Marcus AureliusI listened to a five-episode history of beards on NRK today. (With with typical euro-centrism they call it “history of beards” while it is only the history of beards in the west.)

The author Anders Kvåle Rue obviously has a strong pro-beard view, and another point he wants to get across. Below is a summary.

Beards have, not surprisingly, been the norm throughout western history – with beardless phases as anomalities. In the “cradle of civilization” (eurocentric again), beards signaled which group you belonged to. To have ones beard shaved off, the fate of slaves and prisoners of war, was the ultimate humiliation. The first beard-free phase was among the soldiers of Alexander the Great, as beards were a drawback in close combat. Later, the Roman soldiers shaved for a similar reason.

The next beard-less phase came during the middle ages, where knights needed a clean shaven face to fit inside their helmets, and the Catholic church wanted its monks to shave as sign of humility. Beards became the norm again in the Renaissance, and – with few exceptions – remained the norm until the early 1900s.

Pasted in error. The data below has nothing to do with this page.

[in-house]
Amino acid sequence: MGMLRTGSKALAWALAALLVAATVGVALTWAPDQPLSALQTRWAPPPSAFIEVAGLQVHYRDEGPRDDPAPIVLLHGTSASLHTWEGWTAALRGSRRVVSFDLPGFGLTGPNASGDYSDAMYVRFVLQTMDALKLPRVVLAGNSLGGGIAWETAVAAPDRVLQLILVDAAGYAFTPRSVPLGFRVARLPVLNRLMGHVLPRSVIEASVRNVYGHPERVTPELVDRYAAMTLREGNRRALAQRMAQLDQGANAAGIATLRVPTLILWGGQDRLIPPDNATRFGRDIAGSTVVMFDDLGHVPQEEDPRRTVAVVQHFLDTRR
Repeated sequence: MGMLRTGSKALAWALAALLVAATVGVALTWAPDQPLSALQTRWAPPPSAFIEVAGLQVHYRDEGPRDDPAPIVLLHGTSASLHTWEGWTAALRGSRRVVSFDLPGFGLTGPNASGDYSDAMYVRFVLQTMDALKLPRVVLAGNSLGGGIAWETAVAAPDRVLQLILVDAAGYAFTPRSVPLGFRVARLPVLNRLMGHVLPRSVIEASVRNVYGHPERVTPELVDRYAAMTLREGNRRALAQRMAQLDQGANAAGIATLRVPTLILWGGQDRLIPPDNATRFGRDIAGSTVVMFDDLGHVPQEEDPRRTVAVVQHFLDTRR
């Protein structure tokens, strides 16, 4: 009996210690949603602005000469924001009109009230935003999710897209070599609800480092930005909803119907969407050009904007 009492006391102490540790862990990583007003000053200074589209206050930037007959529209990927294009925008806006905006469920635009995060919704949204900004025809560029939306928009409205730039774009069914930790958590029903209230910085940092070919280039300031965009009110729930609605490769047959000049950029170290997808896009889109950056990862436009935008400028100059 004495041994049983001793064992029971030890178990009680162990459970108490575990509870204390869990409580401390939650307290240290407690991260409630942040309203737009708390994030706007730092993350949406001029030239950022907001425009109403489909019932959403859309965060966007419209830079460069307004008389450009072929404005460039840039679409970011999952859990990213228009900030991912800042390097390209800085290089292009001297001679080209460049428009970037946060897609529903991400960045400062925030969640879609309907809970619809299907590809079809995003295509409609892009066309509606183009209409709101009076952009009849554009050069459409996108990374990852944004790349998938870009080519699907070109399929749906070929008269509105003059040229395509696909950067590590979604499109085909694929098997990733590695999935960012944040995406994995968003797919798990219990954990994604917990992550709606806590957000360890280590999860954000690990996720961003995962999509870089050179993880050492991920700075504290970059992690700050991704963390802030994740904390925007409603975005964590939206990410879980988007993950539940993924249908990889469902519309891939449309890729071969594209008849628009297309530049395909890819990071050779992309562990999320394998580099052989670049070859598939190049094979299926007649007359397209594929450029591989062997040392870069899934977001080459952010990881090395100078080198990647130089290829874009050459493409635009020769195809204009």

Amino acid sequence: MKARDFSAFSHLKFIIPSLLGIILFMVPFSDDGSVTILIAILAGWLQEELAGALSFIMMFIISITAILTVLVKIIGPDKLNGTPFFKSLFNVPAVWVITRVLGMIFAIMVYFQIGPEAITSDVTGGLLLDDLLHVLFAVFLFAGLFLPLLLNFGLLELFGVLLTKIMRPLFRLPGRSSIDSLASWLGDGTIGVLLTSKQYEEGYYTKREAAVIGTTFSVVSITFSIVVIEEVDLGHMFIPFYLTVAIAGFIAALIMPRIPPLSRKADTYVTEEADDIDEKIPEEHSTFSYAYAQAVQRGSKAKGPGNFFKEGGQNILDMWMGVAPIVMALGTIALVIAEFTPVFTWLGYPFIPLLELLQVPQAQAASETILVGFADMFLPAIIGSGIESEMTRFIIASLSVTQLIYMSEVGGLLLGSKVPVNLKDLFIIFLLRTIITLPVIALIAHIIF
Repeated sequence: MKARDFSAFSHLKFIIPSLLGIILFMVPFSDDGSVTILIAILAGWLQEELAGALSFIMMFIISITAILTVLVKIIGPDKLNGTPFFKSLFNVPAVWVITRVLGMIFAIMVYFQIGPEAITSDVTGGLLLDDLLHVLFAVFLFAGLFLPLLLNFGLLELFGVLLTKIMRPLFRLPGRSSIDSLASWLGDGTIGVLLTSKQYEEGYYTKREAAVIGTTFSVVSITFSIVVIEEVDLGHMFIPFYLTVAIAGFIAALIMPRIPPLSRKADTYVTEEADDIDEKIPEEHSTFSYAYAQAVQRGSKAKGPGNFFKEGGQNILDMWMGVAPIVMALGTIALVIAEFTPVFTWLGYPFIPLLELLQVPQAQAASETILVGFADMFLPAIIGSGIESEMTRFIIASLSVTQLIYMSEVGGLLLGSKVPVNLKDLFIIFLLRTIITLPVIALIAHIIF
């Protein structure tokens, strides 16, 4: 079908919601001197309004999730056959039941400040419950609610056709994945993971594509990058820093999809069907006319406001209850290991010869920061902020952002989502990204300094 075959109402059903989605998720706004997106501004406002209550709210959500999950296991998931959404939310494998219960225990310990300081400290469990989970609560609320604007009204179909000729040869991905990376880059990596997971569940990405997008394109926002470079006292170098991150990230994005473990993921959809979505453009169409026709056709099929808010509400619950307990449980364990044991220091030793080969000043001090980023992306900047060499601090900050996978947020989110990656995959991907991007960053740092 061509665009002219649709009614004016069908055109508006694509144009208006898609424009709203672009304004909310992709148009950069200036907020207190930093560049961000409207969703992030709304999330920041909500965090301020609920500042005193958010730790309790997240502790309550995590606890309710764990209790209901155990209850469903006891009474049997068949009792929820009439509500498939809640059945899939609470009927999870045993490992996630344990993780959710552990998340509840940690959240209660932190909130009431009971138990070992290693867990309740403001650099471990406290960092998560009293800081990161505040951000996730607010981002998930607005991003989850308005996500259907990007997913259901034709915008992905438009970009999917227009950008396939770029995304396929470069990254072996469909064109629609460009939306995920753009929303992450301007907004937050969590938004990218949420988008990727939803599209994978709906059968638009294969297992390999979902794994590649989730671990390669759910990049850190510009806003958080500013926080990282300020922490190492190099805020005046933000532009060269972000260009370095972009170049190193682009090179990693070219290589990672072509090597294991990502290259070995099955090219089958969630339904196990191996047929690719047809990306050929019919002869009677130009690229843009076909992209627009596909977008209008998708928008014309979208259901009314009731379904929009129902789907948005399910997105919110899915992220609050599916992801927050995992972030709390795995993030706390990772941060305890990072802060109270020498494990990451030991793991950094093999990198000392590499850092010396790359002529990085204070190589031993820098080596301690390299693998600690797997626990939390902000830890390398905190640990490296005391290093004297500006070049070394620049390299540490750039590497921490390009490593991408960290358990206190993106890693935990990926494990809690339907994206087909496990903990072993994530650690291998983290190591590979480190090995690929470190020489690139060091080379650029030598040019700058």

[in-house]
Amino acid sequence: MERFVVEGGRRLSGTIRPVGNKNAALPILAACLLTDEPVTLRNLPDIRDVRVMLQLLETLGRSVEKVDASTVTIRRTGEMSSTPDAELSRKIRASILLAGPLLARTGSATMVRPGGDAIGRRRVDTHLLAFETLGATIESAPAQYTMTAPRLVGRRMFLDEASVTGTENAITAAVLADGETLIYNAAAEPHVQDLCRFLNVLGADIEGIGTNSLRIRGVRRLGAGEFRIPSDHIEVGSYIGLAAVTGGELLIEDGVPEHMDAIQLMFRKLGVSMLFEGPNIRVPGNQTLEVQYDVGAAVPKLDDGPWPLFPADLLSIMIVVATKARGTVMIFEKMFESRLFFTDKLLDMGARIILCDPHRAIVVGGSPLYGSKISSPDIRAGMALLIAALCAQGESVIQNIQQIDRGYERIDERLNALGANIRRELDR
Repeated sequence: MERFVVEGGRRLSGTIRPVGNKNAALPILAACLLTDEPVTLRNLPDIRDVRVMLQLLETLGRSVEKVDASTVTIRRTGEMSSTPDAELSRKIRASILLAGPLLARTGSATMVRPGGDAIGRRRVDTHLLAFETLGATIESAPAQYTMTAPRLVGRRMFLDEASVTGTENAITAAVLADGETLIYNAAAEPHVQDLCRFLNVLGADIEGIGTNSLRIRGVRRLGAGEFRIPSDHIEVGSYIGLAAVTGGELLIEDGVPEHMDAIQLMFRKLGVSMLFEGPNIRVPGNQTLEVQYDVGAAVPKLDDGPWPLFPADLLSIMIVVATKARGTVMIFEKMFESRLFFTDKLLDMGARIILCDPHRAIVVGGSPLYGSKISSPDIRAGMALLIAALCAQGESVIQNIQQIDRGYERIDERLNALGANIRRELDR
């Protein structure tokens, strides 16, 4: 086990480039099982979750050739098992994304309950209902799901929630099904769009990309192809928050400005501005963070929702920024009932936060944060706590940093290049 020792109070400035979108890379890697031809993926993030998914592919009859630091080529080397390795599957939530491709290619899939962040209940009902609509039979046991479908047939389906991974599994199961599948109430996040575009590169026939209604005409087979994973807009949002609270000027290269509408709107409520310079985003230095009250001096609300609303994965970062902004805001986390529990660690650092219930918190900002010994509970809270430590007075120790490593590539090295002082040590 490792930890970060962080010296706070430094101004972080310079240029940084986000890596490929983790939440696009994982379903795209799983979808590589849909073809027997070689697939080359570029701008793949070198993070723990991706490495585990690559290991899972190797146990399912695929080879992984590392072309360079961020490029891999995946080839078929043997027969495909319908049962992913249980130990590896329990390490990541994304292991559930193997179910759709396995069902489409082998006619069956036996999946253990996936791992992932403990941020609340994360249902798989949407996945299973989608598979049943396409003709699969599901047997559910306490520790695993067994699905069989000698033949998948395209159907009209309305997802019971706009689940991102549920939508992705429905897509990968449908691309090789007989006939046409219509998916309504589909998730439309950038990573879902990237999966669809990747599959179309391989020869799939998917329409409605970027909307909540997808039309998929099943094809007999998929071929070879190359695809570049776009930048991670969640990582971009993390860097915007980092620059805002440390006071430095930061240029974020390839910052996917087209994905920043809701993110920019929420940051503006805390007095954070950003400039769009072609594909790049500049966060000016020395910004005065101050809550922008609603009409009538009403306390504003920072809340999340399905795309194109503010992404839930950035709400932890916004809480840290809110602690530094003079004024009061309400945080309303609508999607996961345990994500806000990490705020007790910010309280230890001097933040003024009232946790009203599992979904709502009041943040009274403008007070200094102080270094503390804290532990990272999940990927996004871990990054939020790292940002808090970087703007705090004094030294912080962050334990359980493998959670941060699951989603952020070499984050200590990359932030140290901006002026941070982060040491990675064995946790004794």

During World War One, soldiers were again required to shave, this time to allow the gas masks to fit closely. Gilette, which made a fortune during that time, engaged in a massive attitude changing ad campaign following WW1 to increase their market.

Clean shaven faces have typically been the expression of submission to authority throughout western history. Clean shaven faces were seen on slaves, soldiers, monks, and now (in a slightly one-sided phrasing) – those enslaved to a consumer culture where sales of shaving implements means big profits.

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